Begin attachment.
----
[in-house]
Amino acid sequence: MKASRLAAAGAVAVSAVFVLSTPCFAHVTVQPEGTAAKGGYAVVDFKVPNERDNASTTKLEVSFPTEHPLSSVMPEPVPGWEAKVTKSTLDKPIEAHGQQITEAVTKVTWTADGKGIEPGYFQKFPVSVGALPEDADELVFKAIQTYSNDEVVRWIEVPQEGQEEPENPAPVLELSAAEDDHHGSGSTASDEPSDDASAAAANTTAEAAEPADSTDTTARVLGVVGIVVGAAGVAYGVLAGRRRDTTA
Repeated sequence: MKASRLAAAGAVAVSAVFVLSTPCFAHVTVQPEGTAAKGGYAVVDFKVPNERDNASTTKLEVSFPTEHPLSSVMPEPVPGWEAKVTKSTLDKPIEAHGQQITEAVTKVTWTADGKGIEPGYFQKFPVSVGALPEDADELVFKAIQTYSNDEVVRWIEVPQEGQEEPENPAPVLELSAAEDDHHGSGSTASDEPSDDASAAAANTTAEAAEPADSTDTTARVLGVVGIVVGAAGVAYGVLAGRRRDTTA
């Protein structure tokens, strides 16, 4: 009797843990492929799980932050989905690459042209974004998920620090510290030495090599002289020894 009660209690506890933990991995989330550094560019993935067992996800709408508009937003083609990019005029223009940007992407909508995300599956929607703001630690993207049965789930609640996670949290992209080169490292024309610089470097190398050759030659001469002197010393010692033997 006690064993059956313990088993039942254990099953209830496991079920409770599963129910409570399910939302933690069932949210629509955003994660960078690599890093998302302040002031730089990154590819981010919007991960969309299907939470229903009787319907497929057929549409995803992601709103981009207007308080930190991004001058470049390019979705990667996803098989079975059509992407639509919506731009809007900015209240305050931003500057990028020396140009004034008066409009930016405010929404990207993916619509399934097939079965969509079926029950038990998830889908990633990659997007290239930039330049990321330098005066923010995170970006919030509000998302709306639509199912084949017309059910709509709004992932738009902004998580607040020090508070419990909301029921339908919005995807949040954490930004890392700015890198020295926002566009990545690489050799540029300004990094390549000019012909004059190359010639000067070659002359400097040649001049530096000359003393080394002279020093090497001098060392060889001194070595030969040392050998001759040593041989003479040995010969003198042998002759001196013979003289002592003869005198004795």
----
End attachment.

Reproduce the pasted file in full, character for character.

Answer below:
[in-house]
Amino acid sequence: MKASRLAAAGAVAVSAVFVLSTPCFAHVTVQPEGTAAKGGYAVVDFKVPNERDNASTTKLEVSFPTEHPLSSVMPEPVPGWEAKVTKSTLDKPIEAHGQQITEAVTKVTWTADGKGIEPGYFQKFPVSVGALPEDADELVFKAIQTYSNDEVVRWIEVPQEGQEEPENPAPVLELSAAEDDHHGSGSTASDEPSDDASAAAANTTAEAAEPADSTDTTARVLGVVGIVVGAAGVAYGVLAGRRRDTTA
Repeated sequence: MKASRLAAAGAVAVSAVFVLSTPCFAHVTVQPEGTAAKGGYAVVDFKVPNERDNASTTKLEVSFPTEHPLSSVMPEPVPGWEAKVTKSTLDKPIEAHGQQITEAVTKVTWTADGKGIEPGYFQKFPVSVGALPEDADELVFKAIQTYSNDEVVRWIEVPQEGQEEPENPAPVLELSAAEDDHHGSGSTASDEPSDDASAAAANTTAEAAEPADSTDTTARVLGVVGIVVGAAGVAYGVLAGRRRDTTA
């Protein structure tokens, strides 16, 4: 009797843990492929799980932050989905690459042209974004998920620090510290030495090599002289020894 009660209690506890933990991995989330550094560019993935067992996800709408508009937003083609990019005029223009940007992407909508995300599956929607703001630690993207049965789930609640996670949290992209080169490292024309610089470097190398050759030659001469002197010393010692033997 006690064993059956313990088993039942254990099953209830496991079920409770599963129910409570399910939302933690069932949210629509955003994660960078690599890093998302302040002031730089990154590819981010919007991960969309299907939470229903009787319907497929057929549409995803992601709103981009207007308080930190991004001058470049390019979705990667996803098989079975059509992407639509919506731009809007900015209240305050931003500057990028020396140009004034008066409009930016405010929404990207993916619509399934097939079965969509079926029950038990998830889908990633990659997007290239930039330049990321330098005066923010995170970006919030509000998302709306639509199912084949017309059910709509709004992932738009902004998580607040020090508070419990909301029921339908919005995807949040954490930004890392700015890198020295926002566009990545690489050799540029300004990094390549000019012909004059190359010639000067070659002359400097040649001049530096000359003393080394002279020093090497001098060392060889001194070595030969040392050998001759040593041989003479040995010969003198042998002759001196013979003289002592003869005198004795």